taste issue. What is the right solution. Would it have been to


show a sequence of stills only of that balloon? That could have been


an option if they wanted to use the full footage. It is very clear. You


can see exactly what is happening, unlike the one in South Africa, as


you mentioned. It isn't as clear what is happening. I think


personally I think just showing the balloon on fire and going into the


report about the aftermath, showing the wreckage on the ground would


have been sufficient. I don't think perhaps even the stills would be a


bit graphic. Finally, perhaps the report that


made the biggest impact on viewers this week, came from Ian Pannell on


Monday's news bulletins. He found victims of the conflict in Syria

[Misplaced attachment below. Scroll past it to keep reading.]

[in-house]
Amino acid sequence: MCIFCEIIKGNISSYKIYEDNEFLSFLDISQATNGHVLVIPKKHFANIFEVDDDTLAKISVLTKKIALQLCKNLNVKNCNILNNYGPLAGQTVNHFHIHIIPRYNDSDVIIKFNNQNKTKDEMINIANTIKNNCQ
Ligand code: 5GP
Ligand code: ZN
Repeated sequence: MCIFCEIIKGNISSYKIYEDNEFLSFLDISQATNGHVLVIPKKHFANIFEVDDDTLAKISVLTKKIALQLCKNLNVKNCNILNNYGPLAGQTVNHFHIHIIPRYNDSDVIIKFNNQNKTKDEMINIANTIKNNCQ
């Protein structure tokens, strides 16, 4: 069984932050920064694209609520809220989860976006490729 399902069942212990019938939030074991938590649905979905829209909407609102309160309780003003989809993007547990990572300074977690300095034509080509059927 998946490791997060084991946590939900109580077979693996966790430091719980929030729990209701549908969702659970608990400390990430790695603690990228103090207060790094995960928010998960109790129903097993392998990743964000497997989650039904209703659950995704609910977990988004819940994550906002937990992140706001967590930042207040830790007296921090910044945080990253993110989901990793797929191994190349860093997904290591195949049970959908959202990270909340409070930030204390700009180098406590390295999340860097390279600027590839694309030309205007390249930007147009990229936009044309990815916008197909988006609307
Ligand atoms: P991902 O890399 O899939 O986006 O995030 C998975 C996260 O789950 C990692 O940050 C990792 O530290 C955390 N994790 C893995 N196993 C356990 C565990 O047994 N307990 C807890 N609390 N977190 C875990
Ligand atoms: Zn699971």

living underground. There in the gloom were seven small boys in


hiding. Their father had been killed in the fighting. Their


mother had gone looking for food. But that was hours ago. And the


boys were still waiting, cold, hungry and scared.


TRANSLATION: It is bad here, we are afraid of the bombing and shelling.


That's why we are staying here. boys asked when their mum would be


coming back? It was an impossible question to answer. As we left,


they sat staring at the entrance, waiting.


We have been in touch with Ian Pannell, he told us it is not the


journalists' role to directly intervene in what they witness,


even if it is incredibly difficult. But to report events as honestly


and candidly as they K he and his team asked those in the area to


look after those until their mother returned, and they have tried to


find out what happened after they left. But have not yet received a


reply. That's all from us. Thank you for


all your comments this week. If you want to share your opinions on BBC


News and current affairs, or appear on the programme you can call us on


the number or e-mail us. Find us on Twitter and have a look